How to tie the two-hook flapper

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The two-hook flapper follows the traditional monofilament paternoster design, which can be constructed with one, two or even three hooks.

For big fish or rough ground, one hook is the logical choice while for small fish taken over clear ground three hooks offer better odds of successful fishing.

Two hooks are a popular compromise and very often the choice of the freelance angler for runof- the-mill venues and also mixed species fishing.

The term flapper refers to the fact that the hook snoods hang loose and flap during the cast, so obviously, it is not the rig to choose if you need to fish a long-range.

When distance is a priority clip down the bait close to the main trace line. We have shown you how to do this in earlier rig building sequences in this series.

For uncomplicated short and middle range casting from piers and beaches and for a host of species, the two-hook flapper is hard to beat.

1. Cut the rig bodyline at an angle with your line clippers, the point makes threading the swivels crimps and beads easier. Slide on a crimp followed by a micro bead then one of the 45lb swivels, then another micro bead and another crimp. Repeat this for each hook snood you want to create

1. Cut the rig bodyline at an angle with your line clippers, the point makes threading the swivels crimps and beads easier. Slide on a crimp followed by a micro bead then one of the 45lb swivels, then another micro bead and another crimp. Repeat this for each hook snood you want to create

2. With all the components in place, you should double-check they are in the right sequence. Then you add the Genie lead link to the end of the line with a three-turn grinner knot

2. With all the components in place, you should double-check they are in the right sequence. Then you add the Genie lead link to the end of the line with a three-turn grinner knot

3. Measure out the length of the rig, between 3ft and 5ft is most popular, then cut the line and tie on the top clip or swivel, again using a grinner knot

3. Measure out the length of the rig, between 3ft and 5ft is most popular, then cut the line and tie on the top clip or swivel, again using a grinner knot

4. Position the 45lb swivels with beads and crimps either side along the length of the rig body and secure in place by lightly crushing the crimps with crimping pliers. Pinched lightly they can be adjusted to suit hook snood positions.

4. Position the 45lb swivels with beads and crimps either side along the length of the rig body and secure in place by lightly crushing the crimps with crimping pliers. Pinched lightly they can be adjusted to suit hook snood positions.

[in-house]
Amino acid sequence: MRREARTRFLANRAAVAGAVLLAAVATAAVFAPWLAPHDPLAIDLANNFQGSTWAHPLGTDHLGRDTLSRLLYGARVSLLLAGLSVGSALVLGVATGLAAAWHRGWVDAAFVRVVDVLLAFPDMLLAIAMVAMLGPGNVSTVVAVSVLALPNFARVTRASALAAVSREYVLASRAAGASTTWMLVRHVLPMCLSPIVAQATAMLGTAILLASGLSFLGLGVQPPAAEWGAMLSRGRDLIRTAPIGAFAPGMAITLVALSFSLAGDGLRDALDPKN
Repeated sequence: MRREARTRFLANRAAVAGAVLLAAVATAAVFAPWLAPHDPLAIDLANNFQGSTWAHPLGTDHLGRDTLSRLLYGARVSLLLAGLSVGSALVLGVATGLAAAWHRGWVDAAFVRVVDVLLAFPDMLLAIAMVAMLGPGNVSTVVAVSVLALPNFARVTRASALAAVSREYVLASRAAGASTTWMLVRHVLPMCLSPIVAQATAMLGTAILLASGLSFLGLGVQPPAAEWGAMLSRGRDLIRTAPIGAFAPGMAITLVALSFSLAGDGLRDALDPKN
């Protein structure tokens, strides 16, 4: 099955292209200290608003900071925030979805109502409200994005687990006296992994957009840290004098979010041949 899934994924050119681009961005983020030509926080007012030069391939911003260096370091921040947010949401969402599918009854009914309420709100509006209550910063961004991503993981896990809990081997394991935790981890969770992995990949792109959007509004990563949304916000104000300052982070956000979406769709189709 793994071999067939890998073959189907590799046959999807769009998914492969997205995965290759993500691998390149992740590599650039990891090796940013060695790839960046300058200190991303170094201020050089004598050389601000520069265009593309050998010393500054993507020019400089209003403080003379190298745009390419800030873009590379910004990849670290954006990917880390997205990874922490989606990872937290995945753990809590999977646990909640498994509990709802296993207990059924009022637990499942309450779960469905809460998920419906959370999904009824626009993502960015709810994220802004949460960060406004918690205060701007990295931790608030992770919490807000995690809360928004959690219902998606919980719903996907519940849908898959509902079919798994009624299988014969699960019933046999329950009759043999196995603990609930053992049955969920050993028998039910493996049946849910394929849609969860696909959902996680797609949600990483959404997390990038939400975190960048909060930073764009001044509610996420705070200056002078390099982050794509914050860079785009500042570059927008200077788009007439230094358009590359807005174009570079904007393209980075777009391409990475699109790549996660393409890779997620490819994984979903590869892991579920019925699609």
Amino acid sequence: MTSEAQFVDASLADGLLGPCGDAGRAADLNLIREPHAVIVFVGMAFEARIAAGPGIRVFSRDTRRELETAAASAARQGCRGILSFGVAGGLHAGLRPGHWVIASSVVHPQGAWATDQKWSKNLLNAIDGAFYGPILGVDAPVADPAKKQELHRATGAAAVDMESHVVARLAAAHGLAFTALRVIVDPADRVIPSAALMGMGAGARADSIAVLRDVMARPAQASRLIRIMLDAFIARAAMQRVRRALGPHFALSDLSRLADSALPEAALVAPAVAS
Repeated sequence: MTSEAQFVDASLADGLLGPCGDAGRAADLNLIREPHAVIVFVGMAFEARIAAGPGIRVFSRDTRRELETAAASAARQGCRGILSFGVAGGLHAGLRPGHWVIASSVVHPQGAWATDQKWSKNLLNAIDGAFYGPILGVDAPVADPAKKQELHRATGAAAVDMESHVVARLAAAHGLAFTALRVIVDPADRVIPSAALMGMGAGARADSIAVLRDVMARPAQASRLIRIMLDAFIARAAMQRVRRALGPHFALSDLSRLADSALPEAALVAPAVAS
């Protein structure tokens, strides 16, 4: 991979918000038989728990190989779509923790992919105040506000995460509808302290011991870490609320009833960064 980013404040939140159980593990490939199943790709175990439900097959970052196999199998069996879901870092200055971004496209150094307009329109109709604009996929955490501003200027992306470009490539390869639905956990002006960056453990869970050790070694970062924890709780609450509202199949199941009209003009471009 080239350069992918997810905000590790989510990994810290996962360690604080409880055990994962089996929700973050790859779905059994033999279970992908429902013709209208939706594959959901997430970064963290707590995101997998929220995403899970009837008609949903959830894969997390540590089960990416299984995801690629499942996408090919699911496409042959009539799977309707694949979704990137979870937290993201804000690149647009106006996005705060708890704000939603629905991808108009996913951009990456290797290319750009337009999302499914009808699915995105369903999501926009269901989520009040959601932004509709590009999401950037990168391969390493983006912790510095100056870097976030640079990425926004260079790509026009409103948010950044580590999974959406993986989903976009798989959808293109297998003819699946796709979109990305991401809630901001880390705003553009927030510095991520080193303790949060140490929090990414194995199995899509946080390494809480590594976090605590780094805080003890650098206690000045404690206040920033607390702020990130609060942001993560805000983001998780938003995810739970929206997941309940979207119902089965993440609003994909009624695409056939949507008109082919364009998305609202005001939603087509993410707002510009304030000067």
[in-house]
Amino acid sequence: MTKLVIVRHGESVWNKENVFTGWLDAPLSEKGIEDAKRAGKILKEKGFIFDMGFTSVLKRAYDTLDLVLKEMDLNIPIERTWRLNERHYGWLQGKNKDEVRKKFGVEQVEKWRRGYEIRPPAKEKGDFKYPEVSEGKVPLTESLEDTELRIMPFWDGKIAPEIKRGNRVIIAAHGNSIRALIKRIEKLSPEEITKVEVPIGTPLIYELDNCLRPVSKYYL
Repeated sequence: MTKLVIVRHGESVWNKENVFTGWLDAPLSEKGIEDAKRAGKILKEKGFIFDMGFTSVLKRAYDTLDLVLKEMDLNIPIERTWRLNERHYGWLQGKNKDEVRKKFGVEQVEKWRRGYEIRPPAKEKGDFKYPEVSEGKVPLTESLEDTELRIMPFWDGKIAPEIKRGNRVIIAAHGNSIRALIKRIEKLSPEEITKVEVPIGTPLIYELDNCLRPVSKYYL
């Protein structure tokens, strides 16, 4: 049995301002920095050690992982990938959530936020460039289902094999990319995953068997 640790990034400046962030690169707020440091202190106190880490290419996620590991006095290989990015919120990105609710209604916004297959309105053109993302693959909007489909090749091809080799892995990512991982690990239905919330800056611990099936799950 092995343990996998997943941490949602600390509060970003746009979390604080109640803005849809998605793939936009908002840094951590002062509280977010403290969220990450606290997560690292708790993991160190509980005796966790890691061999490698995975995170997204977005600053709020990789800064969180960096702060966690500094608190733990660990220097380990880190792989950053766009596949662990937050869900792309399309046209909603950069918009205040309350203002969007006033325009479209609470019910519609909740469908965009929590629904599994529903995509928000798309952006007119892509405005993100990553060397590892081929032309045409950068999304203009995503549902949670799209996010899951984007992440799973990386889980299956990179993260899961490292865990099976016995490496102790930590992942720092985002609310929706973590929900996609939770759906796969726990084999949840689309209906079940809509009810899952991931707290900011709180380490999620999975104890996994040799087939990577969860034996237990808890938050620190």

5. Now tie the hook snoods on the swivels using a three-turn Grinner knot. Snood lengths, usually between 12in and 20in long, are critical in relation to the swivel spacing on the rig’s mainline. Do not allow the hooks to overlap the snood or link above or below because they will tangle.

5. Now tie the hook snoods on the swivels using a three-turn Grinner knot. Snood lengths, usually between 12in and 20in long, are critical in relation to the swivel spacing on the rig’s mainline. Do not allow the hooks to overlap the snood or link above or below because they will tangle.

Construction tips

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● The rig’s overall length can be varied to suit particular venues, conditions or species. A short, stubby 3ft long rig is ideal for fi shing from high piers or rock marks because it puts bait closer to the sea bed. A short rig with short snoods can also be cast further.

● Longer 5ft-plus rigs spread hook baits over a wider area and are the ideal choice for surf or estuary fi shing. In surf a longer rig increases the chances of placing bait where the surf gouges the sand and marine life, a notorious hot spot.

● Longer snoods are usually favoured for some shy-biting species, but if they are used remember to extend the overall length of the rig body.

● If fi shing at short range from high venues like piers, the top hook is likely to be lifted off the bottom by the angle of the mainline. Make the top snood slightly longer than the bottom snood to allow for this.

● Beads or sequins are optional attractors on the hook snoods and can be held in position by adding a bait stop above them. Make these from 1cm length of silicon sleeving. Pass the line through the sleeve twice and then pull the line tight to form the stopping device.

● Snood line breaking strain depends on what the rig is being used for. In general 25lb is the choice in winter because it can cope with the teeth of small fi sh.